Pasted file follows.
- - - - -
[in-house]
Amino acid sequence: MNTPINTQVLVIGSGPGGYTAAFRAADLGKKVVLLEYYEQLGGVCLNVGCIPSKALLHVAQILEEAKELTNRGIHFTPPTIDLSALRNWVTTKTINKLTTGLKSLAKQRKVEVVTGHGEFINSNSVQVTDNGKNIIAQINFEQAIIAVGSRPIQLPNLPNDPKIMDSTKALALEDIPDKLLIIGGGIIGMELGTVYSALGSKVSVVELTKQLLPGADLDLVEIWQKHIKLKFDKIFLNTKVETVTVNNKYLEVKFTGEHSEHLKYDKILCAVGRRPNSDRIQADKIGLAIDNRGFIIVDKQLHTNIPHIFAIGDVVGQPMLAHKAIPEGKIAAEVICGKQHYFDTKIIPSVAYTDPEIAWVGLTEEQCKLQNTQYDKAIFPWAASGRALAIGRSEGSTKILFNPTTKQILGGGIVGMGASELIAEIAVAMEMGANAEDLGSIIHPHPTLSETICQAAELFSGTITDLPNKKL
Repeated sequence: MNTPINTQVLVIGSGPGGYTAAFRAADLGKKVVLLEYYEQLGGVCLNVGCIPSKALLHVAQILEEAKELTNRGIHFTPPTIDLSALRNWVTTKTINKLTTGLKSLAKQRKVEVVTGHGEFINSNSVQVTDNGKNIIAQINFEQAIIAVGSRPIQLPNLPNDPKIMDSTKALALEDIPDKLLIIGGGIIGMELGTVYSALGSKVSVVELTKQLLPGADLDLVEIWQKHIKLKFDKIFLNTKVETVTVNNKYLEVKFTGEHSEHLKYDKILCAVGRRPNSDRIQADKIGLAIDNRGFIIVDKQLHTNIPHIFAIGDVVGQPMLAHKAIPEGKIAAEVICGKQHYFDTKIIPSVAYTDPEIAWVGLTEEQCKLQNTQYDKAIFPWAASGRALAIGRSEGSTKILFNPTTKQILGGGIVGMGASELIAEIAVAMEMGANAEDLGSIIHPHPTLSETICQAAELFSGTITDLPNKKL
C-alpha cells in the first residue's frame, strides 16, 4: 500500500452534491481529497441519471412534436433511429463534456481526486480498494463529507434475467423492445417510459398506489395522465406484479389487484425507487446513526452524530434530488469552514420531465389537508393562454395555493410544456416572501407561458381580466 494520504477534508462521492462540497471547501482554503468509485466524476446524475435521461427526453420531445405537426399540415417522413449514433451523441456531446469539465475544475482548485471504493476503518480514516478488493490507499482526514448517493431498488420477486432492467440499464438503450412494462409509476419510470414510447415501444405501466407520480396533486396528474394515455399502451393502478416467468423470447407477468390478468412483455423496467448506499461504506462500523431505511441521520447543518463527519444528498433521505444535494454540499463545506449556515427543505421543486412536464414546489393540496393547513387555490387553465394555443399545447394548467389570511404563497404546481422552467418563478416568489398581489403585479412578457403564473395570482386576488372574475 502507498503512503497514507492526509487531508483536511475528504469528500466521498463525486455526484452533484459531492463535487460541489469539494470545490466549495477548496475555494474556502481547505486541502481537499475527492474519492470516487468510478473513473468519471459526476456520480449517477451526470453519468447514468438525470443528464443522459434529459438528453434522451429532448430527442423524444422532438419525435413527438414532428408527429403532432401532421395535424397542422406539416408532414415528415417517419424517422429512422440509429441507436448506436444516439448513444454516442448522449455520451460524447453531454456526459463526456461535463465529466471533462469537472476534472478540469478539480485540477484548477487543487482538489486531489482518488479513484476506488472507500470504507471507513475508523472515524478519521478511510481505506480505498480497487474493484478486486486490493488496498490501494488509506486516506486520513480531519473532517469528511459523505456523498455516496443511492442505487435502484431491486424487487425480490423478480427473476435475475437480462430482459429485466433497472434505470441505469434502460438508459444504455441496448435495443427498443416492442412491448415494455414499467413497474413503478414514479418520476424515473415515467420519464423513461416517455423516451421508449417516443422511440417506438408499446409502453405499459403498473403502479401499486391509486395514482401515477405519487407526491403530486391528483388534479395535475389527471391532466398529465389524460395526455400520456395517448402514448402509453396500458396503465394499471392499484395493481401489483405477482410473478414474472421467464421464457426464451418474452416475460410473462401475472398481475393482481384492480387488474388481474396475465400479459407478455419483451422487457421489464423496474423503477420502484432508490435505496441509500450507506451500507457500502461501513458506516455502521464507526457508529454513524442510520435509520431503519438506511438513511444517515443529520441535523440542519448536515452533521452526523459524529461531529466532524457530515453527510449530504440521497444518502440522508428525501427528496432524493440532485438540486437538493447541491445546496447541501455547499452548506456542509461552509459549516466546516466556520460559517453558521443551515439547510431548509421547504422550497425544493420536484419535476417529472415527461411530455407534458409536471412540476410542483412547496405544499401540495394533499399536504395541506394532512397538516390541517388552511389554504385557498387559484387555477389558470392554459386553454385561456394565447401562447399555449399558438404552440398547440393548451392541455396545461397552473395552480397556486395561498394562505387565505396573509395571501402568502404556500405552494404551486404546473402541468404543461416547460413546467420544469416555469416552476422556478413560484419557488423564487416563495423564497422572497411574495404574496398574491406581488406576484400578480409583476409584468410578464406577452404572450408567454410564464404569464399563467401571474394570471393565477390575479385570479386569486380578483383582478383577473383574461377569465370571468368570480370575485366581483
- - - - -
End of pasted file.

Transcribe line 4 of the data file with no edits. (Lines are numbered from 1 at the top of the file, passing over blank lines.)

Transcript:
C-alpha cells in the first residue's frame, strides 16, 4: 500500500452534491481529497441519471412534436433511429463534456481526486480498494463529507434475467423492445417510459398506489395522465406484479389487484425507487446513526452524530434530488469552514420531465389537508393562454395555493410544456416572501407561458381580466 494520504477534508462521492462540497471547501482554503468509485466524476446524475435521461427526453420531445405537426399540415417522413449514433451523441456531446469539465475544475482548485471504493476503518480514516478488493490507499482526514448517493431498488420477486432492467440499464438503450412494462409509476419510470414510447415501444405501466407520480396533486396528474394515455399502451393502478416467468423470447407477468390478468412483455423496467448506499461504506462500523431505511441521520447543518463527519444528498433521505444535494454540499463545506449556515427543505421543486412536464414546489393540496393547513387555490387553465394555443399545447394548467389570511404563497404546481422552467418563478416568489398581489403585479412578457403564473395570482386576488372574475 502507498503512503497514507492526509487531508483536511475528504469528500466521498463525486455526484452533484459531492463535487460541489469539494470545490466549495477548496475555494474556502481547505486541502481537499475527492474519492470516487468510478473513473468519471459526476456520480449517477451526470453519468447514468438525470443528464443522459434529459438528453434522451429532448430527442423524444422532438419525435413527438414532428408527429403532432401532421395535424397542422406539416408532414415528415417517419424517422429512422440509429441507436448506436444516439448513444454516442448522449455520451460524447453531454456526459463526456461535463465529466471533462469537472476534472478540469478539480485540477484548477487543487482538489486531489482518488479513484476506488472507500470504507471507513475508523472515524478519521478511510481505506480505498480497487474493484478486486486490493488496498490501494488509506486516506486520513480531519473532517469528511459523505456523498455516496443511492442505487435502484431491486424487487425480490423478480427473476435475475437480462430482459429485466433497472434505470441505469434502460438508459444504455441496448435495443427498443416492442412491448415494455414499467413497474413503478414514479418520476424515473415515467420519464423513461416517455423516451421508449417516443422511440417506438408499446409502453405499459403498473403502479401499486391509486395514482401515477405519487407526491403530486391528483388534479395535475389527471391532466398529465389524460395526455400520456395517448402514448402509453396500458396503465394499471392499484395493481401489483405477482410473478414474472421467464421464457426464451418474452416475460410473462401475472398481475393482481384492480387488474388481474396475465400479459407478455419483451422487457421489464423496474423503477420502484432508490435505496441509500450507506451500507457500502461501513458506516455502521464507526457508529454513524442510520435509520431503519438506511438513511444517515443529520441535523440542519448536515452533521452526523459524529461531529466532524457530515453527510449530504440521497444518502440522508428525501427528496432524493440532485438540486437538493447541491445546496447541501455547499452548506456542509461552509459549516466546516466556520460559517453558521443551515439547510431548509421547504422550497425544493420536484419535476417529472415527461411530455407534458409536471412540476410542483412547496405544499401540495394533499399536504395541506394532512397538516390541517388552511389554504385557498387559484387555477389558470392554459386553454385561456394565447401562447399555449399558438404552440398547440393548451392541455396545461397552473395552480397556486395561498394562505387565505396573509395571501402568502404556500405552494404551486404546473402541468404543461416547460413546467420544469416555469416552476422556478413560484419557488423564487416563495423564497422572497411574495404574496398574491406581488406576484400578480409583476409584468410578464406577452404572450408567454410564464404569464399563467401571474394570471393565477390575479385570479386569486380578483383582478383577473383574461377569465370571468368570480370575485366581483